Juicing time – February 2018
So one of the things I do from time to time is a bit of brewing, my philosophy behind this however is as simple as it can get, accessible and as natural ingredients as possible. Sure, I could dive into some sweet fermenters or temperature controlled environments but that doesn’t exactly make what I’m doing accessible and doable by anyone on a budget. Basically my entire kit consists of;
2 x 5L Demijohns
2 x Airlocks and Bungs
1 x Hand pump with filter
1 x PVC hose
1 x Set of jugs
1 x Hydrometer
Filtered Juice – February 2018
UnFiltered Juice – February 2018
So for this cider brewing I needed;
9KG Apples (making about 4.5L Apple Juice)
Something to sterilise your equipment and fruit
Yeast (I needed to select one suitable for room temperature brewing, be careful what you choose)
Nutrient (Yeast cannot live on apple juice alone)
Some kind of sugary addition you can add to pitch the yeast (brewers sugar works well)
Pressure rated bottles, regular bottles won’t cut it here
The first step before I got started was to pitch my yeast, adding some nutrient, some sugar and water together before I got started helped here. Then cleaning my equipment, making sure you’ve cleaned everything is super important here to prevent the wrong things infesting your juice.
Once done I got to juicing my apples, then filtering the juice to get rid of scum on top It’s also important to clean up your fruit prior to avoid natural yeasts infesting your juice. Quite a few people will use a sterilisation tablet either to wash the fruit or in the juice its self and wait 24 hours before pitching their yeast and add it then.
Once the juice was prepped, I added my yeast to the demijohn then poured the apple juice in and sealed with the airlock. I was fortunate at the time my ambient temperatures were in the perfect range but this is something to watch too and can ruin a good brew, read your yeast instructions.
After brewing for about a week, It was time to bottle, about 2 priming tablets in a 750ml bottle was enough to ensure carbonation, Much like prepping the equipment earlier, clean and sterilise everything.
The original with just juice – February 2018
The Mint flavoured variant – February 2018
Oh and before anyone asks, the apple pulp? It’s being fermented too as an addition to the verge garden. Using bokashi allows me my quickly break down organic matter while also not having the space for a proper compost pit.
The bokashi fermenter ready to roll.
The Verge – January 2018 South facing showing car tracks
The Verge – January 2018
So it’s early days on the verge garden and I’m still working on fixing up the terrible soil here. The above picture is what the verge area I’m taking on looked like in January 2018 just after I moved here, even watering this I noticed it’s water repellent and that soil you see on the path extends half way down the street having being blown away over time. One of the neighbours advised me that there had once been a tree here but it was an unfortunate victim of the development of a unit complex nearby, regardless alot of remedial work will be require before I can do a thing here. The soil as mentioned is water repellent, compacted and otherwise devoid of any organic matter. Getting an OK to proceed from the council was needed despite some of the most progressive policies on this front in Australia due to that chicane, in short, I need to keep anything from the line of the sign furthest from the road forward to it below a certain height to retain road visibility.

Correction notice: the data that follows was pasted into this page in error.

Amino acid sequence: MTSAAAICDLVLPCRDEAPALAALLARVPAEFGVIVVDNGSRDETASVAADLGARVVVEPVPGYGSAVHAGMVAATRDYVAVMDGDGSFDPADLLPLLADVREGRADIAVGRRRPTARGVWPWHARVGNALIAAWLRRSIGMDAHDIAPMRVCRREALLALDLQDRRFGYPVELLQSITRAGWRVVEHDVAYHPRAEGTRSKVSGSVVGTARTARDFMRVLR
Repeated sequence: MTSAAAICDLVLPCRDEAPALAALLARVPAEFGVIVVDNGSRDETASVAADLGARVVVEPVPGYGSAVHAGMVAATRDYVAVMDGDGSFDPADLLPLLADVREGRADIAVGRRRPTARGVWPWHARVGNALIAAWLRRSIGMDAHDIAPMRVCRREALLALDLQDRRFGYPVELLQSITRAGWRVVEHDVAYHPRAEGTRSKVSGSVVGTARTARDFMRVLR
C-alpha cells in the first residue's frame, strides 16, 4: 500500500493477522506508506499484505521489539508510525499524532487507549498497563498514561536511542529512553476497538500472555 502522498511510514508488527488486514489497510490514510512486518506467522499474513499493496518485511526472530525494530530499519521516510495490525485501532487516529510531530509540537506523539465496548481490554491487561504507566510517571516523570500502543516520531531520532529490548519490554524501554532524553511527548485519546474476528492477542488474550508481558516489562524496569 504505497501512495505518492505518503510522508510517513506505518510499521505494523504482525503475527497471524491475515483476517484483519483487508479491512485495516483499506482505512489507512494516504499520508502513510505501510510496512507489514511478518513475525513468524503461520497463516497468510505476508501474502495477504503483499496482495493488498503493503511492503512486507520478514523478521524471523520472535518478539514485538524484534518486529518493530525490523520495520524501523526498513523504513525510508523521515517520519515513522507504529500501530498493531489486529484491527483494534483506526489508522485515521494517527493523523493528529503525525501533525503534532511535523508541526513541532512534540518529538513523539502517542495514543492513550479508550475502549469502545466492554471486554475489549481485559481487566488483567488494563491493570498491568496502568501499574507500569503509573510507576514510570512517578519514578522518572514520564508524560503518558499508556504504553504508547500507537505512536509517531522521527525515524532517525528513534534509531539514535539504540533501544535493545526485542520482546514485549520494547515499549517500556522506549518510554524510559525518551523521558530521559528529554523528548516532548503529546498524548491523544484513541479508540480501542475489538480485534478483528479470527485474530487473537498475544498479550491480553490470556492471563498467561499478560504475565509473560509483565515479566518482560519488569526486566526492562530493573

Mulch pile – February 2018
After doing some things including layering down some cow manure, clay and some wetting agent along came the mulch. This was a huge load as pictured and was a freebie from a local tree pruning company via Mulchnet , while using eucalyptus mulch wasn’t a first preference it’s certainly more sustainable, it’ll just require more work.
Mulch raked – February 2018
After spending a good afternoon raking it out and watering it in, it’s been mostly a case of keeping it moist to try to pull off some kind of hot(ish) composting with the large amount of leaf matter amongst the wood chips. This has involved watering and forking it about once a week to start with to keep air moving to the lower layers.
Mulch – 3 weeks in February 2018
Finally that gets me to where we are now, about three weeks post mulch going down. It’s holding a nice temperature inside and you can see alot of the leaf matter is breaking down quite quickly (those dark brown and black patches) and is slowly reducing in size. I may need to take some off before planting as there’s still alot of bulk there but I’m satisfied so far with progress.
Aside from one or two fruit loops nearby who have grumbled most of the reception has been fairly positive so far to what I’m up to here. As for the what I’m up to part, I’m planning to implement a full herb garden, full of hardy varieties people can still use to cook with around here. As is visible from my photos there are alot of unit blocks near by to me and a large number of those are in lower socio-economic groups, basically people without the means to either grow these or buy them without hurting the limited funds available. I’m avoiding vegetables as there are many problems that I can forsee (pests especially) here and as I am renting this house, I may not be here in a few years to keep this going which would likely be needed for a vegetable garden. Herbs at least will still be useful and make a good use of this space.